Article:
US Supreme Court ruling on environmental protection ‘a setback in our fight against climate change’ — Global Issues

He was responding to a question during a regular noon briefing at United Nations Headquarters in New York, about the ruling, which effectively stripped the EPA of its power to reduce carbon dioxide emissions. .

The case has been brought by the state of West Virginia on behalf of other states mainly led by the Republican Party, and several major coal-producing companies against the US Government agency.

A wind turbine farm in Maui, USA.

A wind turbine farm in Maui, USA., by © Unsplash / Tim Foster

The issue decided by a 6-3 majority is whether the EPA has the power to regulate CO2 emissions statewide at the individual company level.

The conservative majority in the Court sided with the states and fossil fuel interests, which argued it threatened overregulation, agreeing that Congress – when the EPA was established – did not intends to delegate such important decisions to an agency.

US President Joe Biden has described it as a “devastating decision”. While the court ruling does not prevent the EPA from regulating future emissions, it is clear from the news reports that Congress will have to give explicit consent for the agency to act.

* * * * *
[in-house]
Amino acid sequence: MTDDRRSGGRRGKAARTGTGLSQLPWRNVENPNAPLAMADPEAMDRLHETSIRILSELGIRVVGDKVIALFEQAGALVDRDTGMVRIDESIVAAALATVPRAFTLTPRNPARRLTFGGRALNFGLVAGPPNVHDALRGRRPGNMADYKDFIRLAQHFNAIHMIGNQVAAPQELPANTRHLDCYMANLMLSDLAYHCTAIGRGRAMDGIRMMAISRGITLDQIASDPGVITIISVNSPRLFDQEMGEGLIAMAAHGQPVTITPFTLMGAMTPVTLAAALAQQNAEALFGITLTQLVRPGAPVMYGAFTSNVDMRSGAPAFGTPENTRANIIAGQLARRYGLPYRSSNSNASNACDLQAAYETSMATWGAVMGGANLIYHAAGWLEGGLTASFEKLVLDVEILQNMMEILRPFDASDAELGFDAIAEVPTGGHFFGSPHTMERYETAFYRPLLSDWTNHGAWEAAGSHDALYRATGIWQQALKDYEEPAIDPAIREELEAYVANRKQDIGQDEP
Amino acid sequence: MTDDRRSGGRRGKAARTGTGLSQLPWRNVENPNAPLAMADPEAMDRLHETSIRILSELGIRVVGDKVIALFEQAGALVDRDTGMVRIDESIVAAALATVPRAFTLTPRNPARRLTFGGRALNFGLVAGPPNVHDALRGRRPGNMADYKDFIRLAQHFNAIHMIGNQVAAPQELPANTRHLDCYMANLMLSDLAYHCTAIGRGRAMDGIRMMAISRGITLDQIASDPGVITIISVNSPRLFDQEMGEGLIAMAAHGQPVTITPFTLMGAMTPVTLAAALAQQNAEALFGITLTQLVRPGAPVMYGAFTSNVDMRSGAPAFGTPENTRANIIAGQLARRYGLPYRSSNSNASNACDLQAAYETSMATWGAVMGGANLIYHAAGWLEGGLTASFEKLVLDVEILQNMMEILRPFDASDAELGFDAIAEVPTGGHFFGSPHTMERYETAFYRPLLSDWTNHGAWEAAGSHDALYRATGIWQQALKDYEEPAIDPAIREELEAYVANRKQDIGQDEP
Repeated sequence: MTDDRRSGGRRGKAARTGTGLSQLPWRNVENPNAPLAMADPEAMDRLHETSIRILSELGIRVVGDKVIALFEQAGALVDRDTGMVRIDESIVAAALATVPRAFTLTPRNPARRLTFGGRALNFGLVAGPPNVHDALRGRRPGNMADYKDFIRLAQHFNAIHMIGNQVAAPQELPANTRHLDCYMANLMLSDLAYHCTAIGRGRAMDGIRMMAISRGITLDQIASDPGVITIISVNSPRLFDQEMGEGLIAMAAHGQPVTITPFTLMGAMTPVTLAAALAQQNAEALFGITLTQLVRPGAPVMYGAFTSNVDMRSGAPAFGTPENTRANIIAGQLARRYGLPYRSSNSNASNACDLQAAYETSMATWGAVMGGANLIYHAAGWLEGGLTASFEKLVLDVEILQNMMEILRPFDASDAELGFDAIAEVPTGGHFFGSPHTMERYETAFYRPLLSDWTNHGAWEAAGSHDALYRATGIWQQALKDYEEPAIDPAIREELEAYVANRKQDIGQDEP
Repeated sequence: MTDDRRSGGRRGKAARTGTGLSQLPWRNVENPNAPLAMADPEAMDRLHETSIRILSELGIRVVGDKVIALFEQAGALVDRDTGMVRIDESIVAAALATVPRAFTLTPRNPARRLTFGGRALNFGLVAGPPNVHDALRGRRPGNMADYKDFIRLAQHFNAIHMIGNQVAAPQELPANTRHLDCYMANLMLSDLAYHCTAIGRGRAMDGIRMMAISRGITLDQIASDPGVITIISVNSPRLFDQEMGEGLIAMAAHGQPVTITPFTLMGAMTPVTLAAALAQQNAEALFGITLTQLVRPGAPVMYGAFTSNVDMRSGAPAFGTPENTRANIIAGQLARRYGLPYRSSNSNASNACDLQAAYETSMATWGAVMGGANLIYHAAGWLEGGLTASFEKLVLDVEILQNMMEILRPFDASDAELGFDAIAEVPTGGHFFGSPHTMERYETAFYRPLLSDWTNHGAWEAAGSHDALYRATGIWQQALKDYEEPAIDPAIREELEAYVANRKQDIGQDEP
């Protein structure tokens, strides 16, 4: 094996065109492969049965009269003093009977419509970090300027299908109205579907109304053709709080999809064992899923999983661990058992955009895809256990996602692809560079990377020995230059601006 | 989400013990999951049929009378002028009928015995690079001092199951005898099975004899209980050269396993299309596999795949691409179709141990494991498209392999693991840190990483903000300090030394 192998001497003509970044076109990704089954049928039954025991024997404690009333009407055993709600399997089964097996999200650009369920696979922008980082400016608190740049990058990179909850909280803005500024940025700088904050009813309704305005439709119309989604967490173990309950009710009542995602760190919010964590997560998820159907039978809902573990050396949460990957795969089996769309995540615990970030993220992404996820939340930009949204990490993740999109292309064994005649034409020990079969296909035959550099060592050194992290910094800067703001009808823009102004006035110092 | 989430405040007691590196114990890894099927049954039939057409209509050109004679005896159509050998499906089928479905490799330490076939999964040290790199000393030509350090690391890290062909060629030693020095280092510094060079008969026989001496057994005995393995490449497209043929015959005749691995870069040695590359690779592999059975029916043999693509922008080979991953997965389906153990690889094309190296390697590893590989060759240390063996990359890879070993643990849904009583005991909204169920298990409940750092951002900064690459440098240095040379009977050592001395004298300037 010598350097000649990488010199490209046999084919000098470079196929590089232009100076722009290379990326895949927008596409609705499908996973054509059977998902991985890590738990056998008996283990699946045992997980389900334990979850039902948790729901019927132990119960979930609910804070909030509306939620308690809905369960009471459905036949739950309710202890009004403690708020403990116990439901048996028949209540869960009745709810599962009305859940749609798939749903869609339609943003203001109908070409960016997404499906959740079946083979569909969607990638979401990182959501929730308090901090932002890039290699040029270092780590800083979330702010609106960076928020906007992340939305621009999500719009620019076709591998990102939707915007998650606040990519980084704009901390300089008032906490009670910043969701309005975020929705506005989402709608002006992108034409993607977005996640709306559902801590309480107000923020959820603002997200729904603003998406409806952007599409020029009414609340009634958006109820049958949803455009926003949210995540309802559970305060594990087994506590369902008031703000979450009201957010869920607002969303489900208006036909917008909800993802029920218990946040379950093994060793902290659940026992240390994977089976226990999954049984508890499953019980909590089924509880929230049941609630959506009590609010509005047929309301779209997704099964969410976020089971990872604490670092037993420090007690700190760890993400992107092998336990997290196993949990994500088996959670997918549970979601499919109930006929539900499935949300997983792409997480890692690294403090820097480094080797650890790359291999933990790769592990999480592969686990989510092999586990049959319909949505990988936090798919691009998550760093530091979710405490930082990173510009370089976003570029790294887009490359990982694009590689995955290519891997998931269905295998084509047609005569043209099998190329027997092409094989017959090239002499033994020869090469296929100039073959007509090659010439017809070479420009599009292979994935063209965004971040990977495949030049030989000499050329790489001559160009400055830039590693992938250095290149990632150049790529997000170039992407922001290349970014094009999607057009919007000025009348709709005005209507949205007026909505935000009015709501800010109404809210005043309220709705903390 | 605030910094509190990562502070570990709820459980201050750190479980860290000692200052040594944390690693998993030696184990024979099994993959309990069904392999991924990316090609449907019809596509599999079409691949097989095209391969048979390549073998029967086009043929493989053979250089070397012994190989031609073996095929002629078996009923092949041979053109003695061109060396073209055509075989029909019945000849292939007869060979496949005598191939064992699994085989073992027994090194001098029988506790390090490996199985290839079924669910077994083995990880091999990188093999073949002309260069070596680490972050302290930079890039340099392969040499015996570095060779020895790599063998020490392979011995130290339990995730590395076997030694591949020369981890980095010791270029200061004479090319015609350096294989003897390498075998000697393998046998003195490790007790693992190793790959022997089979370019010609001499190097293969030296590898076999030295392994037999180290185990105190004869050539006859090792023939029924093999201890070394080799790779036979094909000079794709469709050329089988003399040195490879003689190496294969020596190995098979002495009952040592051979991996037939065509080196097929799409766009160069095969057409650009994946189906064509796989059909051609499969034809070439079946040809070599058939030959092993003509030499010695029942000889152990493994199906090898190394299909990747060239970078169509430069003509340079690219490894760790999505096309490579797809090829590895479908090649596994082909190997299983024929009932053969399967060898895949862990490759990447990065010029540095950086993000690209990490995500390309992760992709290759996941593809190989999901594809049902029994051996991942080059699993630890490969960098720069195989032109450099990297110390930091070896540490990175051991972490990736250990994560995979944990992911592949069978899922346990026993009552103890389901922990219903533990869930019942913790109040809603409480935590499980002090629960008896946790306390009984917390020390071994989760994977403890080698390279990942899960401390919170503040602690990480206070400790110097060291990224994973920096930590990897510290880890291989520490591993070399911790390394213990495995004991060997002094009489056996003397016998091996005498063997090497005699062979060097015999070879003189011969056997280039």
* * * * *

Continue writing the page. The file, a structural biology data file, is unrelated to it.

Was ‘far from the rails’

“While the UN is not in a position to provide legal comment on the judicial decisions of individual Member States, more generally I can say that This is a step backwards in our fight against climate change, as we have gone too far in achieving our goals. Paris Agreement,” Mr. Dujarric told reporters.

“The Secretary-General has repeatedly said that the G20 [group of developed industrialized economies] He continued.

“Decisions like today in the US – or any other major developed economy – make it more difficult to meet the goals of the Paris Agreement, live planet, especially when we need to accelerate the phase of phasing out coal and switching to renewable energy. “

The US continues to be the largest emitter of planet-warming CO2, second only to China, however, Mr. Dujarric said it was important not to overreact to the actions of a high court. nation.

“We also need to remember that a global emergency like climate change requires a global response and that actions by one country should not and cannot be taken or disrupted even if we meeting its climate goals.”

Still have time

He reminded that the Secretary-General of the United Nations António Guterres recently said that there is still time to avert the worst effects of climate change, if all countries – especially those that make up the G20 – step up their effortsJoin cities, regions, businesses and investors, and individuals everywhere speaking out for stronger climate action.”

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